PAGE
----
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Guest blog: My umbrella has holes – a metaphor for dealing with life, grief and challenge

– Claire Barrow, KeyRing Living Support Network

I was asked to run a session at a local KeyRing hub after one of the people supported by the organization passed away. I’ve experienced grief in my own life and knew that some of the people would be terribly upset and others would be reminded of past trauma. I wanted the session to allow time for reflection and to give people the opportunity to support each other. Everyone who attended the session got support from KeyRing to live independently in the community.

A little about me

About ten years ago, Doctors found a brain tumour. For one reason or another, it wasn’t diagnosed until I was found fitting on the floor, and things were serious for a while. Luckily, the tumour was removed successfully. But I’ve spent the past ten years (re)learning lots of skills that I’d come to take for granted, like walking and talking. I’ve had to build my independence and learn to ask for help when I need it.

I’ve gradually increased my confidence and overcome periods where I’ve struggled to get out of bed. Now I’m sharing my passion for poetry and stories to help people express themselves.

The session

It was as I sat in my wheelchair, having undergone many surgeries, that I suddenly thought, “Do you know what it’s like I’m sat under an umbrella. An umbrella that has holes in it”. It got me thinking about ways to mend my umbrella. I went through and named the holes. Over time my umbrella became whole again. I got the support that I needed, I overcame fears, and I overcame the anger that came with having been so ill. My umbrella is a patchwork, but it keeps me dry. Every time I repaired a hole, it got stronger, and I got better at looking after it.

This same approach can be used to help people deal with grief. It’s a hole in your umbrella, and we may never fix it completely, but by recognizing that it’s there and talking about it, we can start on that journey.

I shared my story and this poem with the people in the group:

My umbrella has holes

I looked for you today, but you were not there

I wanted to hear your voice once more, all the funny things you used to say, it seems like only yesterday.

At first, I cried because I knew it’s not healthy to keep things bottled up

All my emotions kept filling up

Then I wondered what I could do to keep the happy memories I have of you.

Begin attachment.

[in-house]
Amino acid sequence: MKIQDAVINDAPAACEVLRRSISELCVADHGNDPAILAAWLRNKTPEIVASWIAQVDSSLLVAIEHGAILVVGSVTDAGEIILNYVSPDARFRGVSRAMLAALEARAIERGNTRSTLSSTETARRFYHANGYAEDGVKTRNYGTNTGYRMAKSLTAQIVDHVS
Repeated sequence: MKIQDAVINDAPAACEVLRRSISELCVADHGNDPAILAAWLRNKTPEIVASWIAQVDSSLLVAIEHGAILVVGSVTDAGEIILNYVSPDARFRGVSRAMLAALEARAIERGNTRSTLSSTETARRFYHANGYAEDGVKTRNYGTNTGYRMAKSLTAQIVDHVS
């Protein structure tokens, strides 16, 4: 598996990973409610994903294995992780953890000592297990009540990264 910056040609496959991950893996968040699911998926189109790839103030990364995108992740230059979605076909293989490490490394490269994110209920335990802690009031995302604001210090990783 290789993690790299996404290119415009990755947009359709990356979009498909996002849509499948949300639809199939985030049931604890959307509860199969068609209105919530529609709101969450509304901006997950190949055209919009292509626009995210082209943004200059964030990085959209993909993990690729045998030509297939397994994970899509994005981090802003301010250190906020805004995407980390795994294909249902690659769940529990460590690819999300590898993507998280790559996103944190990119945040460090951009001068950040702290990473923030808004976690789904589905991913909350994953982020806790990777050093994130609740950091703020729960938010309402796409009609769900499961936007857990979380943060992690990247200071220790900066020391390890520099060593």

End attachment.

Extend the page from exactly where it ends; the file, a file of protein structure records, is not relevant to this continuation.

You may be gone, but I keep you in my heart; thinking of you means we are never apart.


An umbrella is something that everyone can relate to. I am not saying that you can mend holes when somebody dies, but thinking about those holes can help us find healthy ways to deal with our grief. The holes are our feelings, and by sharing those feelings, we can make those holes a little easier to manage.

I asked people to share their feelings and memories. This also led to people talking about less positive ways to deal with grief. We’d all dealt with lots of grief. It was important to acknowledge these past experiences as it helped us realise that they were not helpful.

We agreed to write down some of our feelings and put them into a memory box. Some people wanted to write their memories, and others wanted to write messages of support. Whatever people wanted to share was ok. We helped each other with this, as some of us are better at writing than others. We talked about other ways to share things. This could be using voice messages or sharing pictures or drawings.

One member of the group, Bernie, wrote:

‘May the years to come be filled with all these things:

Abundance of happiness

Blessings that warm your life and make warm your life and make you smile

Friends and loved ones by your side

People who are going to treasure every memory they are to make with you’


Another member, Barbara, wrote:

‘He was a friendly friend, and he made me happy. He came on trips to Blackpool and Heaton Park.’

At the end of the session, we made sure that people were receiving the right support to deal with their own personal situation. We agreed that we would decorate the memory box together next week.


Written by Claire Barrow